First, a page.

The Charlie Bravo Story

Desert weirdness

2935 miles in 6 days; camping out of the back of a Honda CRV, and riding a Honda CT125; I know, I know, it doesn’t make any sense to me either. Especially when you factor the size of the vehicles into the decision to include a goofy 65# black dog in the the expedition.

Why would we do this? The answer is the same as what you get when you cross an elephant and a rhinoceros: elephino. I can’t explain it, but sometimes you just have to stop, drop and roll for a myriad of reasons, or for no reason at all.

Nuns, solitary wanderers, migrant workers, families dealing with disability and heartache, rowdy hairdressers working the swing shift at the Quik-E-Mart to make ends meet, inattentive six foot eight Wichuta State basketball players that rear end our trailer on the interstate; the encounters may all be strange, but we meet no strangers.

One afternoon, we were stopped at our spot in Gateway; Charlie was participating in the Airing of the Royal Loins, and I was tapdancing some drivel into the phone when a van appeared from out of nowhere right in the middle of our nowhere. “Great”, I thought; “just when I had found a groove to fall into”. Then the young man climbed out of the 4wd van with HIS dog, and I my jaw dropped; I had previously met him at this very spot some five years previous, when Charlie and I had made our first trip west on the yellow Suzuki. The floodgates opened, and before we knew it, four hours of existential BS had flowed forth. Our paths couldn’t have been both more different and alike; when Covid struck, he had voluntarily self-distanced, found that he had the knack for it, and just never stopped. His permanent residence is now the van, his roommate is an elderly dog, and he finances his dreams by teaching parasailing; that’s what I call a Renaissance man. Should he ever head east to travel the Natchez Trace, he has a standing invitation to come visit the Casa del Whackos.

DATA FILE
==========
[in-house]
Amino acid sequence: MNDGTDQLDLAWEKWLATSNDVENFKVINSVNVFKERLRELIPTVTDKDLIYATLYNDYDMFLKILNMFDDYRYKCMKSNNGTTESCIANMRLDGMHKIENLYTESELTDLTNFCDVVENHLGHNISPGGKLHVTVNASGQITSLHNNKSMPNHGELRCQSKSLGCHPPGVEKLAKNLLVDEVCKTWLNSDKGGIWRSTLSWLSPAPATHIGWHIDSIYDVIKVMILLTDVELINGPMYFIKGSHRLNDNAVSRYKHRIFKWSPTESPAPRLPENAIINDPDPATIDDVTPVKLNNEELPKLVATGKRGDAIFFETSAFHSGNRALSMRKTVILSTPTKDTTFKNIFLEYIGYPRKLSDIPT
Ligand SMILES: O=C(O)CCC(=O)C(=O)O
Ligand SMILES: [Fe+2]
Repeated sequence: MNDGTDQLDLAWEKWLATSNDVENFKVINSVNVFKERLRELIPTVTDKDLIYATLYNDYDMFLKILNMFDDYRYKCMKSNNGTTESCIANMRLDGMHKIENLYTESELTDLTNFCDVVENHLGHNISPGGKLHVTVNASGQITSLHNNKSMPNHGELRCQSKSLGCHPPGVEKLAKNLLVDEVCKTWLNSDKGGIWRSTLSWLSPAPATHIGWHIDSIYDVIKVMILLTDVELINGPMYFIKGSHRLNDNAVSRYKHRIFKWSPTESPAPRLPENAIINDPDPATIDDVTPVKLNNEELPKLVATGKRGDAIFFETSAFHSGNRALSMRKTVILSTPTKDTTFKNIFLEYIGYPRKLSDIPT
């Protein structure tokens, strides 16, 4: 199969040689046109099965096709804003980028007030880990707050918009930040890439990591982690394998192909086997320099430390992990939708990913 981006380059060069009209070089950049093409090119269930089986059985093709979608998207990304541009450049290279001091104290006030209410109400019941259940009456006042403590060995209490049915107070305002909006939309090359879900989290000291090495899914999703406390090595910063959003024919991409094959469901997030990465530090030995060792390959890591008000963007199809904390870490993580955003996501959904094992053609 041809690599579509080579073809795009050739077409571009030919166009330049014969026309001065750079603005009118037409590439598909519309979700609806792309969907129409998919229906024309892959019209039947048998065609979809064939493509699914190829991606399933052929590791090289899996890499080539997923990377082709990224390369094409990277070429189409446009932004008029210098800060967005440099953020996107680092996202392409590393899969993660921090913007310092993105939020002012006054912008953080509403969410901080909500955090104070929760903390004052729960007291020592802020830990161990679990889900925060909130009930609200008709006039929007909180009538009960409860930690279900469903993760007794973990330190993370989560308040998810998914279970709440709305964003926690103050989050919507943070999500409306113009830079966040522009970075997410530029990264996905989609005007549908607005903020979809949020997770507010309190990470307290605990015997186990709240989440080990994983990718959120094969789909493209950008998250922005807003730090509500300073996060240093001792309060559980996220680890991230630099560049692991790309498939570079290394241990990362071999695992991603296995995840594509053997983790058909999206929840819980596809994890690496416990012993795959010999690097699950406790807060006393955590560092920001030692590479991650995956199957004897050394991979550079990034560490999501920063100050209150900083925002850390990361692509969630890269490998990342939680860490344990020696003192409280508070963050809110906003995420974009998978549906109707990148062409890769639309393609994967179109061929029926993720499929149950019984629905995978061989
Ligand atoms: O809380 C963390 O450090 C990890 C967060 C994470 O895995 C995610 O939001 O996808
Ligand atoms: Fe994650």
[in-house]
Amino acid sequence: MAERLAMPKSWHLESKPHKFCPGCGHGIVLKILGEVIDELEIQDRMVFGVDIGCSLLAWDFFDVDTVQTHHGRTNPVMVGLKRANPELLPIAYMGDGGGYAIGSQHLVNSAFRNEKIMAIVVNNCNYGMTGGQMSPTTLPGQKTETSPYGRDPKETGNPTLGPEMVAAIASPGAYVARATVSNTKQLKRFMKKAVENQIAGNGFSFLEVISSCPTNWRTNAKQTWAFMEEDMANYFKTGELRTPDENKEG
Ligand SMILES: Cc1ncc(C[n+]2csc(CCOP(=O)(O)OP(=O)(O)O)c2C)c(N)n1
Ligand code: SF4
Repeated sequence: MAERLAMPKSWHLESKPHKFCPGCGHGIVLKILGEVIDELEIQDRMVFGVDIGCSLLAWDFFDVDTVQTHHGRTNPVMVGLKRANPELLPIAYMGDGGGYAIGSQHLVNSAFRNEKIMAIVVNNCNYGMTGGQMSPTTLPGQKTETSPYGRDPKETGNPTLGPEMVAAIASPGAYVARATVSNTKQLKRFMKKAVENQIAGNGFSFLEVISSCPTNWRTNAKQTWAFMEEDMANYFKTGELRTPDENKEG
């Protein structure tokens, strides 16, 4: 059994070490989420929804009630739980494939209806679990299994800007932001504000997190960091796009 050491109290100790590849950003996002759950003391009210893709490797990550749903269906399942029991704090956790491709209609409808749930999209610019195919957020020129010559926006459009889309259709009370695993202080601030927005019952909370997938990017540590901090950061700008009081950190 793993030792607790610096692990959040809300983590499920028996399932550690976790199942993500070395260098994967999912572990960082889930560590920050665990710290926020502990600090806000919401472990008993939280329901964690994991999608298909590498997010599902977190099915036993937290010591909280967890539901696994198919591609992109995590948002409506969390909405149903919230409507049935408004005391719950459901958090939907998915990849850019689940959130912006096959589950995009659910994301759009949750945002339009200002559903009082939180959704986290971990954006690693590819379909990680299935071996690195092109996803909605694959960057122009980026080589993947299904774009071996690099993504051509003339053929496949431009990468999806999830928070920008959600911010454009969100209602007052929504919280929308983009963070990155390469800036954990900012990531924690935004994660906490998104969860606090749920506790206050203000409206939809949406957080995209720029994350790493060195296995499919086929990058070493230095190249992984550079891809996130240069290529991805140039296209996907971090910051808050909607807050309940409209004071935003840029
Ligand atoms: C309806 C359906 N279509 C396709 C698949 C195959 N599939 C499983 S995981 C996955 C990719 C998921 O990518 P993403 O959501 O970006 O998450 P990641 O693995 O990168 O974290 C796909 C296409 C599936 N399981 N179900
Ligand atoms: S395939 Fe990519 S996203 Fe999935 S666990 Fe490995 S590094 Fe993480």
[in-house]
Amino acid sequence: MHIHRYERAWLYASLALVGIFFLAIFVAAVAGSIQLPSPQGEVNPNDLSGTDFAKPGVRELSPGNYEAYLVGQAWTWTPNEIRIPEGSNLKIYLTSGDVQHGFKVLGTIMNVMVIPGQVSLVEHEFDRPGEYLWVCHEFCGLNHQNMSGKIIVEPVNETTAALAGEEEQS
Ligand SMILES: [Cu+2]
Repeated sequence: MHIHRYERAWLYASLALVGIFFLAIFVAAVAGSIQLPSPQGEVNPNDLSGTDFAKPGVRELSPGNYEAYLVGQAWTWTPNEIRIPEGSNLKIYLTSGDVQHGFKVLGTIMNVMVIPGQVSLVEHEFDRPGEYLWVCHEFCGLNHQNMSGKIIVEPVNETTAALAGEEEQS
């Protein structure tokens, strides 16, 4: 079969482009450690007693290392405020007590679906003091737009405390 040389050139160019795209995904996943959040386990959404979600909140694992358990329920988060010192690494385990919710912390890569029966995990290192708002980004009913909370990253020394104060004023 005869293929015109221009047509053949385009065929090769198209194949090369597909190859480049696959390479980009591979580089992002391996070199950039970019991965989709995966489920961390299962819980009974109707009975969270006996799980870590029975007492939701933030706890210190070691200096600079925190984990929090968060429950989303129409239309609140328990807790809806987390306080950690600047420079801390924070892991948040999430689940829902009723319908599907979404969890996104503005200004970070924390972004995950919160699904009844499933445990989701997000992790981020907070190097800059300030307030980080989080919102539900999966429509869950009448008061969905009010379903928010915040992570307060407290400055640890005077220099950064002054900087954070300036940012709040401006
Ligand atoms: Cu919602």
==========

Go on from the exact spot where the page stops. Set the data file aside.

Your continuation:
Prior to that day, I had never been hugged by a guy four times during one conversation, and probably never will again. And that’s just fine by me, as some experiences aren’t meant to be reenacted. But, just like the encounter with the sisters at Our Lady of the Desert earlier in the trip, sometimes the only answer to the question “why?” is “why not?”

Life is not a dress rehearsal.

So, now we’re home, and it’s a bit claustrophobic, albeit in a good way. I’ve traded the confines of a sleeping bag the back of an SUV for a king size bed; sounds reasonable, until you include mom and the dogs in the equation. After being thoroughly moistened by the inmates upon arrival, I have now been relegated to my 13.5″ of allotted bedspace. Someone seeing this situation for the first time would assume that a normal human could never sleep like this, but that would be an optical conclusion.

It’s always a party at the Casa del Whackos.

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